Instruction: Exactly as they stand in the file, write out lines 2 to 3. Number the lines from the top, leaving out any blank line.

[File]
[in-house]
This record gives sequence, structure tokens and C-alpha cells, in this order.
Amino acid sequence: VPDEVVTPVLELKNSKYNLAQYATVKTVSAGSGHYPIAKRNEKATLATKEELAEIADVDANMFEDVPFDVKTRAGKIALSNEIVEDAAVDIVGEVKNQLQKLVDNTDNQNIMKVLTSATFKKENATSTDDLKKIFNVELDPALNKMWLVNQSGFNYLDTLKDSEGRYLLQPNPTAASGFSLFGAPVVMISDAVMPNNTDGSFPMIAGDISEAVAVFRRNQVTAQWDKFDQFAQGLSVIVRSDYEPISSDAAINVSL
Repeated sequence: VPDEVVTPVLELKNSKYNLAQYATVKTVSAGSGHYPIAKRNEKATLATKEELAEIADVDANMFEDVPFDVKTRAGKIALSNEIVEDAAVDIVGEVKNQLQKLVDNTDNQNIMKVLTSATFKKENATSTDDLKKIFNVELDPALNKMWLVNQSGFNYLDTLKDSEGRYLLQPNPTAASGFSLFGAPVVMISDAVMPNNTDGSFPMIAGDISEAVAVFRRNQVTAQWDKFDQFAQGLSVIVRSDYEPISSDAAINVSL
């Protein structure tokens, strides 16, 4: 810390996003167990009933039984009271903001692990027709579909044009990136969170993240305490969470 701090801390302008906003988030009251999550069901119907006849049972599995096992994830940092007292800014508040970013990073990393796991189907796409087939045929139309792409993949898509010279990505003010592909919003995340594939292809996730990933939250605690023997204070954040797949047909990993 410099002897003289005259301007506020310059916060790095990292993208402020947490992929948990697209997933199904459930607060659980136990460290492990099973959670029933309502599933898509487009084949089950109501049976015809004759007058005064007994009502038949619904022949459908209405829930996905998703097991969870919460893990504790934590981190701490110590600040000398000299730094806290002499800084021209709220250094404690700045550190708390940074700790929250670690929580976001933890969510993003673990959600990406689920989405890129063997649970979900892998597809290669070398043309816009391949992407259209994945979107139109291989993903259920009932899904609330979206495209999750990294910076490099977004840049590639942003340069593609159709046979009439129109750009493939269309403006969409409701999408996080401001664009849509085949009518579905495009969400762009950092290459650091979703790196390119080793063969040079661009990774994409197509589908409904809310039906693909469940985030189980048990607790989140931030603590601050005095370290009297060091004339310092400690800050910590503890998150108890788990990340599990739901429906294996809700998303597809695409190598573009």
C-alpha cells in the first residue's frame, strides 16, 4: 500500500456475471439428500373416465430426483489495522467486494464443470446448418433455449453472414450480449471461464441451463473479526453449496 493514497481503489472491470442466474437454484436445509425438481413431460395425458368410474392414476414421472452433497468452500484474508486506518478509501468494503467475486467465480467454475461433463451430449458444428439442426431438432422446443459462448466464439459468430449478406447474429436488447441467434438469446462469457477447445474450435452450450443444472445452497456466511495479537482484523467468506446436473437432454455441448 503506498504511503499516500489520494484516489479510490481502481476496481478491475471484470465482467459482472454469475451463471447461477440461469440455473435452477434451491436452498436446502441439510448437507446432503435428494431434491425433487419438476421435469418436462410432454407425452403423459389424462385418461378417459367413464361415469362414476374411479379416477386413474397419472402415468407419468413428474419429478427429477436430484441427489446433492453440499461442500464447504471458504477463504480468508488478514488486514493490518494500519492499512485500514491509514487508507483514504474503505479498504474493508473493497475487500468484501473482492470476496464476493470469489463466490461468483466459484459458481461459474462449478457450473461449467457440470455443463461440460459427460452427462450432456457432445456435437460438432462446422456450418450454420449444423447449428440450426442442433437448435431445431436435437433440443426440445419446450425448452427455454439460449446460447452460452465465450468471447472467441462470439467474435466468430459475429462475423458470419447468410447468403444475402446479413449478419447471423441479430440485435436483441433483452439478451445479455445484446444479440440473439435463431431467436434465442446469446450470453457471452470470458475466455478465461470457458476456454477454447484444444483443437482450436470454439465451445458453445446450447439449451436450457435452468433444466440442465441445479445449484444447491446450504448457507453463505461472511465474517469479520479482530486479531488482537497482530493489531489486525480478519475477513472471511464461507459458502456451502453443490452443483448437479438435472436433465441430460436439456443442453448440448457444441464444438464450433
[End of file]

This record gives sequence, structure tokens and C-alpha cells, in this order.
Amino acid sequence: VPDEVVTPVLELKNSKYNLAQYATVKTVSAGSGHYPIAKRNEKATLATKEELAEIADVDANMFEDVPFDVKTRAGKIALSNEIVEDAAVDIVGEVKNQLQKLVDNTDNQNIMKVLTSATFKKENATSTDDLKKIFNVELDPALNKMWLVNQSGFNYLDTLKDSEGRYLLQPNPTAASGFSLFGAPVVMISDAVMPNNTDGSFPMIAGDISEAVAVFRRNQVTAQWDKFDQFAQGLSVIVRSDYEPISSDAAINVSL